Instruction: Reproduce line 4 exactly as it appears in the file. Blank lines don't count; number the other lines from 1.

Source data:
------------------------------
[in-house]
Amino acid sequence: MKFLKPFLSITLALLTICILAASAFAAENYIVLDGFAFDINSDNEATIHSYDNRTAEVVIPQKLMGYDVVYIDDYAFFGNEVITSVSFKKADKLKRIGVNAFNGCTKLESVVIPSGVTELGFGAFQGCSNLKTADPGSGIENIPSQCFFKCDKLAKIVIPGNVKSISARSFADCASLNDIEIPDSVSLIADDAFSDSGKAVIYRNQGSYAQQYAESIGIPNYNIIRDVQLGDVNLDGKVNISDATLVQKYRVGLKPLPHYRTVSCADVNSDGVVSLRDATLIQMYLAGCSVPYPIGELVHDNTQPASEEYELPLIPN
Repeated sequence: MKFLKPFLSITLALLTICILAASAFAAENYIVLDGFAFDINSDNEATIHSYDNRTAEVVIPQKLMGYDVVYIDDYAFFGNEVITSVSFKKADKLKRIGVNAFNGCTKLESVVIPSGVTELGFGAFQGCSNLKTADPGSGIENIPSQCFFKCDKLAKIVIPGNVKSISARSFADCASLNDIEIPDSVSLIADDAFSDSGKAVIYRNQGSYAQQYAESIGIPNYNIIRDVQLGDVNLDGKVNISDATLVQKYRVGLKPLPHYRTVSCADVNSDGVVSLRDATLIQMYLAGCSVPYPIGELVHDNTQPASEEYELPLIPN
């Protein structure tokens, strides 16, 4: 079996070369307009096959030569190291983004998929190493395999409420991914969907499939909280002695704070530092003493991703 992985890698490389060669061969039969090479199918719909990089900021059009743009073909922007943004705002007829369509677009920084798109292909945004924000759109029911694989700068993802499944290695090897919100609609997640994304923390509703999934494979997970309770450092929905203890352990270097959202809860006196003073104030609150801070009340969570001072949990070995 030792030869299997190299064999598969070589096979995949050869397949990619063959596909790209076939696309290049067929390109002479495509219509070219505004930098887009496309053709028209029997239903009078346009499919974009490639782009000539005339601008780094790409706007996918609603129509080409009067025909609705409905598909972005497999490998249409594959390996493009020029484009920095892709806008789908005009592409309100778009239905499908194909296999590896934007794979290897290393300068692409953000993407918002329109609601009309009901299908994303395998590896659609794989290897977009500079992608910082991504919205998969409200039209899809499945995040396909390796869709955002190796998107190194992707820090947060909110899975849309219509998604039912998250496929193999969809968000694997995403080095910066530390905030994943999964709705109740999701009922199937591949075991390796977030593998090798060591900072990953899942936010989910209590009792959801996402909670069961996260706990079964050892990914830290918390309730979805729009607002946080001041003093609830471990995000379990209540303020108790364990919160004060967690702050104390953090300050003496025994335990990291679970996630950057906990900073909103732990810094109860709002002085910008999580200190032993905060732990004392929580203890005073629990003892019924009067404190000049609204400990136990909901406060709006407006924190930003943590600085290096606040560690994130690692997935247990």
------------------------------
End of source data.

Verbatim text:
């Protein structure tokens, strides 16, 4: 079996070369307009096959030569190291983004998929190493395999409420991914969907499939909280002695704070530092003493991703 992985890698490389060669061969039969090479199918719909990089900021059009743009073909922007943004705002007829369509677009920084798109292909945004924000759109029911694989700068993802499944290695090897919100609609997640994304923390509703999934494979997970309770450092929905203890352990270097959202809860006196003073104030609150801070009340969570001072949990070995 030792030869299997190299064999598969070589096979995949050869397949990619063959596909790209076939696309290049067929390109002479495509219509070219505004930098887009496309053709028209029997239903009078346009499919974009490639782009000539005339601008780094790409706007996918609603129509080409009067025909609705409905598909972005497999490998249409594959390996493009020029484009920095892709806008789908005009592409309100778009239905499908194909296999590896934007794979290897290393300068692409953000993407918002329109609601009309009901299908994303395998590896659609794989290897977009500079992608910082991504919205998969409200039209899809499945995040396909390796869709955002190796998107190194992707820090947060909110899975849309219509998604039912998250496929193999969809968000694997995403080095910066530390905030994943999964709705109740999701009922199937591949075991390796977030593998090798060591900072990953899942936010989910209590009792959801996402909670069961996260706990079964050892990914830290918390309730979805729009607002946080001041003093609830471990995000379990209540303020108790364990919160004060967690702050104390953090300050003496025994335990990291679970996630950057906990900073909103732990810094109860709002002085910008999580200190032993905060732990004392929580203890005073629990003892019924009067404190000049609204400990136990909901406060709006407006924190930003943590600085290096606040560690994130690692997935247990």